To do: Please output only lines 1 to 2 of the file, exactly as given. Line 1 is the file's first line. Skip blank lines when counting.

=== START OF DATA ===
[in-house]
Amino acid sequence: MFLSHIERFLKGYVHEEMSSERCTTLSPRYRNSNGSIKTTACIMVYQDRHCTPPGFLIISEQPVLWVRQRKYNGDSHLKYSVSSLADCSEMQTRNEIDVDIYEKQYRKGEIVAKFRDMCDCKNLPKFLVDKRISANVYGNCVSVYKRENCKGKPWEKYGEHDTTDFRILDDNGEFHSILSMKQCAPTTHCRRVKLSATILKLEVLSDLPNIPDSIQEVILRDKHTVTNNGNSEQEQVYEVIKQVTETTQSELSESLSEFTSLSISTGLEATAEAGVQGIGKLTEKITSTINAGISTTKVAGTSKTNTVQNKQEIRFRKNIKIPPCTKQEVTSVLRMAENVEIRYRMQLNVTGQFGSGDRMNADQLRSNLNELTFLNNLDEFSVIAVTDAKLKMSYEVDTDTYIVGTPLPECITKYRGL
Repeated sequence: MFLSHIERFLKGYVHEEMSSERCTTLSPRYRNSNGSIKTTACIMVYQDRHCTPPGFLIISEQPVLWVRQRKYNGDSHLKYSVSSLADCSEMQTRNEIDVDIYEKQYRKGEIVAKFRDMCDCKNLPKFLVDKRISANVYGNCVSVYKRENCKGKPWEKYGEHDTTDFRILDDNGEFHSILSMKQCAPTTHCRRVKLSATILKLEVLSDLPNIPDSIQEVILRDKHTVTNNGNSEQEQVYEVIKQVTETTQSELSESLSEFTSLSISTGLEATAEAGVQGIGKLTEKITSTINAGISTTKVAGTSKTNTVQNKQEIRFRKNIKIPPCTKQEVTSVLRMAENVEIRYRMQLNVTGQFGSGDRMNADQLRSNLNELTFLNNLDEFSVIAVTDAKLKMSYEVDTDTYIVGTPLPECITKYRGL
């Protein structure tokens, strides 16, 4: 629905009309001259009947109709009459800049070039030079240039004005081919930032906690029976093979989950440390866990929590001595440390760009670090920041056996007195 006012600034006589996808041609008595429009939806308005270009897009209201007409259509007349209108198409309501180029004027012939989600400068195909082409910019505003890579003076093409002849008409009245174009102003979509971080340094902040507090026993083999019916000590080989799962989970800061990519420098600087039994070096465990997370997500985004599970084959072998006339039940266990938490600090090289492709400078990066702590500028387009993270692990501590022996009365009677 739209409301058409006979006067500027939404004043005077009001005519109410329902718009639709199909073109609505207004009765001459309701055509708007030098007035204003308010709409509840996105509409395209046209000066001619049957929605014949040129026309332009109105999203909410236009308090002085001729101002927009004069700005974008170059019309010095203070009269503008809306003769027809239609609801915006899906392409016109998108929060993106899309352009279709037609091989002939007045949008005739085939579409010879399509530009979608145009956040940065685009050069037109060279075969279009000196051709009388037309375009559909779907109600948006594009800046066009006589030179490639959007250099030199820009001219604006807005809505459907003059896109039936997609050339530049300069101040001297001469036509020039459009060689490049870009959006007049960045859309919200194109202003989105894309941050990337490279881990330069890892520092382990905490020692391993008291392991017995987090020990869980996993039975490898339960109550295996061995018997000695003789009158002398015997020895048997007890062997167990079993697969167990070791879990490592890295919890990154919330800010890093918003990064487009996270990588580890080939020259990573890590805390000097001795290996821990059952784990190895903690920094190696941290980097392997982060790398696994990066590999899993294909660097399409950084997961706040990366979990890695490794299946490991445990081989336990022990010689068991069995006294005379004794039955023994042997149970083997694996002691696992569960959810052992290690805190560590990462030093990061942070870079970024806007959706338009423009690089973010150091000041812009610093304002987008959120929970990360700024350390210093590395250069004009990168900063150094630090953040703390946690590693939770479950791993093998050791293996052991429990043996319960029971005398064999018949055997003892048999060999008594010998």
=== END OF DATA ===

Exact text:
[in-house]
Amino acid sequence: MFLSHIERFLKGYVHEEMSSERCTTLSPRYRNSNGSIKTTACIMVYQDRHCTPPGFLIISEQPVLWVRQRKYNGDSHLKYSVSSLADCSEMQTRNEIDVDIYEKQYRKGEIVAKFRDMCDCKNLPKFLVDKRISANVYGNCVSVYKRENCKGKPWEKYGEHDTTDFRILDDNGEFHSILSMKQCAPTTHCRRVKLSATILKLEVLSDLPNIPDSIQEVILRDKHTVTNNGNSEQEQVYEVIKQVTETTQSELSESLSEFTSLSISTGLEATAEAGVQGIGKLTEKITSTINAGISTTKVAGTSKTNTVQNKQEIRFRKNIKIPPCTKQEVTSVLRMAENVEIRYRMQLNVTGQFGSGDRMNADQLRSNLNELTFLNNLDEFSVIAVTDAKLKMSYEVDTDTYIVGTPLPECITKYRGL